Wacky Ideas from my Past – #1 The Invisibility Cloak

When I was a geeky teenager, I remember dreaming up these wild inventions that I though could revolutionize the world in some way.  Since that was 30 years ago, I thought it might be kind of fun to take stock of the likelihood of these ideas it today’s time.  Please try not to laugh.  Here was idea #1 – The Invisible Cloaking Device…

My thought was this – how cool would it be to be somewhere and put on a jacket and just become invisible.  Of course, the back pages of Popular Mechanics always had see-through glasses but of course, they were a gaff.  But I wondered if the cloaking concept could really work.  I didn’t see why not.  The way I figured it, if they could make transistors that were pretty much microscopic, and LED’s that were based on transistors, why not little cameras that were just as small?  All you had to do is put zillions of these cameras all over your cloak as well as zillions of LEDs.  But the LEDs had to be able to generate any color of light.  And each point of the cloak would have many cameras pointing in each direction, the signals of which were collected at a central computer.  The computer would figure out what part of the cloak was at the exact opposite position for each camera and each direction of view.  And so, that signal would get routed to the LED so as to generate the image that was the same as if you were looking through the cloak.  An engineering nightmare to be sure, especially in determining the position of every point of the coat.

So imagine how excited I was in 2006 when I first heard of experiments being done with cloaking devices.  Unfortunately, however, the technology is still woefully weak.  As shown in the figure below, you have to put a camera directly behind the subject and a combiner device between the viewer and the subject and it only works in one direction.  So, nobody is going to get fooled any time soon.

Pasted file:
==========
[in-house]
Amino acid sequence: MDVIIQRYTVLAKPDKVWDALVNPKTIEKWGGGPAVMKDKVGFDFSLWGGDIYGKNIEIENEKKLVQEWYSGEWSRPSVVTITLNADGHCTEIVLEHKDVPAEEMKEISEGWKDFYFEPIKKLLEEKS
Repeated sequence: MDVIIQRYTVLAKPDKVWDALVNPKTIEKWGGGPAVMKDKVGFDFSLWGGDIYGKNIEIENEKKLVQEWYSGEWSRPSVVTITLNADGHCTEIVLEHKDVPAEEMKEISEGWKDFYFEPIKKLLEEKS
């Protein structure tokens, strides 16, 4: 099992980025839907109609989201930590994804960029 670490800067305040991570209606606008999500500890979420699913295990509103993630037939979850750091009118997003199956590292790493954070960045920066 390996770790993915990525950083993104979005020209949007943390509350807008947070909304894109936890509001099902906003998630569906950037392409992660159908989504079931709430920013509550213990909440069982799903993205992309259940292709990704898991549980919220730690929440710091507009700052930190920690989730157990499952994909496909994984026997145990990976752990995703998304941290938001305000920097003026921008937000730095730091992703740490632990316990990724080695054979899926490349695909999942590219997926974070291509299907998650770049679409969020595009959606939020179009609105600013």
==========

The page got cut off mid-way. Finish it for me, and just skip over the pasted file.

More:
invisibility cloak

But still, the resulting effect is kind of cool.  See below…

invisibility cloak

So when will we have true invisibility?  I have seen projections of 10-20 years for single color with a cloak of a well-defined shape.  “Sometime this century” for a Harry Potter type invisible cloak.  I think that nanotech will facilitate the process by enabling microscopic devices that can image in all directions and are self aware of their position.  So, I say…

2030

To Sleep, Perchance to Dream

I was reading an article the other day about a new theory on the reason that we sleep.  A UCLA researcher suggests that rather than provide some vital biological function, it appears that sleep evolved to conserve energy and “keep us out of trouble.”  So it got me thinking about all of the other theories that I have read over the years – it helps restore energy levels, it strengthens the immune system, it repairs tissues and cells, it was an evolutionary development to avoid noctural predators.  And the list goes on, with no end of confusion and no apparent scientific consensus.

I wondered, what would be the purpose of sleep in a programmed reality?

And I thought of a possibility.  In multiplayer online games, a great deal of the logic behind the game resides in the client that sits on your PC.  The storage of the overall architecture of the game, each players attributes (to avoid hacking), etc., are on the server.  So what if our brain is analgous to such a client?  Doesn’t the client need to be upgraded periodically?  Ever notice how most PCs and Macs do automatic upgrades to various client programs upon reset, or when you attempt to open the program after it has been closed?  Notice that these upgrades aren’t done while you are playing or running the program?  The reason for that is to avoid any kind of software conflict.  It is far safer, and in most cases, essential, to do upgrades while the program is not running.  And then the next time you fire it up – presto, there are the changes.

Maybe the purpose of sleep is to allow the programmers the opportunity to upgrade our memories, processing capabilities, or whatever, during a down time.  It might explain why sleep deprivation causes us to act a little strangely.  It’s kind of like trying to run an ancient version of Word on your new Vista laptop.

(thanks to my nutty cat, Simba, for the sleeping pose)